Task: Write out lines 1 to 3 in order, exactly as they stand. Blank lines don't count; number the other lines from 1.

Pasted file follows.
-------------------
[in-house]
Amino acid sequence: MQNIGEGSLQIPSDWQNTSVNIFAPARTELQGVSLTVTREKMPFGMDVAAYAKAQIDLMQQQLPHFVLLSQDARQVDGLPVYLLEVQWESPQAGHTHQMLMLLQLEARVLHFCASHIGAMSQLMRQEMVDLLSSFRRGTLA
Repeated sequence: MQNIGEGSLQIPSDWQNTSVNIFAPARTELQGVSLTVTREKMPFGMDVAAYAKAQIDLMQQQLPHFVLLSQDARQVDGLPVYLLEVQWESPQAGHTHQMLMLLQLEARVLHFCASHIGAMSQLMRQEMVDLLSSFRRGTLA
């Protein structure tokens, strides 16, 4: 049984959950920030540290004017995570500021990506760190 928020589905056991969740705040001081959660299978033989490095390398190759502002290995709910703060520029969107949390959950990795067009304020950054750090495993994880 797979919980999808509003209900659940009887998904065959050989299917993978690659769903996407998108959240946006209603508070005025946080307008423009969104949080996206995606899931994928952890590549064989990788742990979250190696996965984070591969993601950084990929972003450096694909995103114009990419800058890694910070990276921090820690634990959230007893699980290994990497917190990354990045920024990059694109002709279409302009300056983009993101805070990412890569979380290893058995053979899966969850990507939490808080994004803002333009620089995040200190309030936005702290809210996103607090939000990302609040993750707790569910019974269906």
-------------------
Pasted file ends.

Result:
[in-house]
Amino acid sequence: MQNIGEGSLQIPSDWQNTSVNIFAPARTELQGVSLTVTREKMPFGMDVAAYAKAQIDLMQQQLPHFVLLSQDARQVDGLPVYLLEVQWESPQAGHTHQMLMLLQLEARVLHFCASHIGAMSQLMRQEMVDLLSSFRRGTLA
Repeated sequence: MQNIGEGSLQIPSDWQNTSVNIFAPARTELQGVSLTVTREKMPFGMDVAAYAKAQIDLMQQQLPHFVLLSQDARQVDGLPVYLLEVQWESPQAGHTHQMLMLLQLEARVLHFCASHIGAMSQLMRQEMVDLLSSFRRGTLA